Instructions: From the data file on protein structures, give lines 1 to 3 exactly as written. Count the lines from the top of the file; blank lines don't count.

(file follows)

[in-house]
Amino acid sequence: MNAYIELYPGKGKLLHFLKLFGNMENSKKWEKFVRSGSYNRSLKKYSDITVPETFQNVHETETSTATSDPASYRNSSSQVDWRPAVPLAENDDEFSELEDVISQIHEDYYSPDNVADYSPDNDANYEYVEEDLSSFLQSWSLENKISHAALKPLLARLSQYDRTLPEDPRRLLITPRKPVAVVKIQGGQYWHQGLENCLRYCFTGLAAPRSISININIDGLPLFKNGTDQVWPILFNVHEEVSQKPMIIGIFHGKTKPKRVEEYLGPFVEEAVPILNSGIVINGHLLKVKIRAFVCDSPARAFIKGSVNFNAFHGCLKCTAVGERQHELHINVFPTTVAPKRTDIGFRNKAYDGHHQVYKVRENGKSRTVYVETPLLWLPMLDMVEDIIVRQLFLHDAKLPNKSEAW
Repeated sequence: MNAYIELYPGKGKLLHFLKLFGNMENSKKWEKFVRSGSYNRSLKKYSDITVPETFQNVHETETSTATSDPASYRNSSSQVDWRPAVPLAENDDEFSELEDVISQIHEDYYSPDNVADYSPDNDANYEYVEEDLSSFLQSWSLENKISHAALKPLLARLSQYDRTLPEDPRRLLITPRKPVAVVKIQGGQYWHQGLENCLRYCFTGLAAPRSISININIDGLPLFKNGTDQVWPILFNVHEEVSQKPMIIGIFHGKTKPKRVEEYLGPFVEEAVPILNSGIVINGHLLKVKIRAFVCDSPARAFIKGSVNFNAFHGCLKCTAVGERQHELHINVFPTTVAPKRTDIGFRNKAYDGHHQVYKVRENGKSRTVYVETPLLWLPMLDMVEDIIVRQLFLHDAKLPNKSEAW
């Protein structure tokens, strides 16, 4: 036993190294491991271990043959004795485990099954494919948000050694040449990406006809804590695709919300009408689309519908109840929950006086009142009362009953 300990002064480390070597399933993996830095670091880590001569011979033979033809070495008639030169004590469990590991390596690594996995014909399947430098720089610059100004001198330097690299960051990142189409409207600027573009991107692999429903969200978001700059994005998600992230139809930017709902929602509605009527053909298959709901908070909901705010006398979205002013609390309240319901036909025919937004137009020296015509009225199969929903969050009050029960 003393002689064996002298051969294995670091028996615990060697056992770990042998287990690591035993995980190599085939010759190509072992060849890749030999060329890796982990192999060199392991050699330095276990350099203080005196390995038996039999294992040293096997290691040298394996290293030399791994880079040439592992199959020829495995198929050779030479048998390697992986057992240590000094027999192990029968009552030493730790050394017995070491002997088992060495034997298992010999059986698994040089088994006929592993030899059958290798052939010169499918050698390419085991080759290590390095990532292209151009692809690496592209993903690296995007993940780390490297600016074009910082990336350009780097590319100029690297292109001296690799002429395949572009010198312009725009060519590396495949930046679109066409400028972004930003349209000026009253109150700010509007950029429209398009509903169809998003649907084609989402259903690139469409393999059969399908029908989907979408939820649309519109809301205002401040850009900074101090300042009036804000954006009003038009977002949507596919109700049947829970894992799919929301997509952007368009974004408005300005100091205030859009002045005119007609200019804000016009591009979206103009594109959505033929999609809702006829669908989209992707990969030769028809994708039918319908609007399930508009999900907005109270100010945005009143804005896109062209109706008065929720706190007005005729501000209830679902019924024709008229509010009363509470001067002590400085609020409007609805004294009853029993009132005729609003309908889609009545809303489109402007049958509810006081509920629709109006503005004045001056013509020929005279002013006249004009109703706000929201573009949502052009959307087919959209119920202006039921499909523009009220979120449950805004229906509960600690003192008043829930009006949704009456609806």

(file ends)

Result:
[in-house]
Amino acid sequence: MNAYIELYPGKGKLLHFLKLFGNMENSKKWEKFVRSGSYNRSLKKYSDITVPETFQNVHETETSTATSDPASYRNSSSQVDWRPAVPLAENDDEFSELEDVISQIHEDYYSPDNVADYSPDNDANYEYVEEDLSSFLQSWSLENKISHAALKPLLARLSQYDRTLPEDPRRLLITPRKPVAVVKIQGGQYWHQGLENCLRYCFTGLAAPRSISININIDGLPLFKNGTDQVWPILFNVHEEVSQKPMIIGIFHGKTKPKRVEEYLGPFVEEAVPILNSGIVINGHLLKVKIRAFVCDSPARAFIKGSVNFNAFHGCLKCTAVGERQHELHINVFPTTVAPKRTDIGFRNKAYDGHHQVYKVRENGKSRTVYVETPLLWLPMLDMVEDIIVRQLFLHDAKLPNKSEAW
Repeated sequence: MNAYIELYPGKGKLLHFLKLFGNMENSKKWEKFVRSGSYNRSLKKYSDITVPETFQNVHETETSTATSDPASYRNSSSQVDWRPAVPLAENDDEFSELEDVISQIHEDYYSPDNVADYSPDNDANYEYVEEDLSSFLQSWSLENKISHAALKPLLARLSQYDRTLPEDPRRLLITPRKPVAVVKIQGGQYWHQGLENCLRYCFTGLAAPRSISININIDGLPLFKNGTDQVWPILFNVHEEVSQKPMIIGIFHGKTKPKRVEEYLGPFVEEAVPILNSGIVINGHLLKVKIRAFVCDSPARAFIKGSVNFNAFHGCLKCTAVGERQHELHINVFPTTVAPKRTDIGFRNKAYDGHHQVYKVRENGKSRTVYVETPLLWLPMLDMVEDIIVRQLFLHDAKLPNKSEAW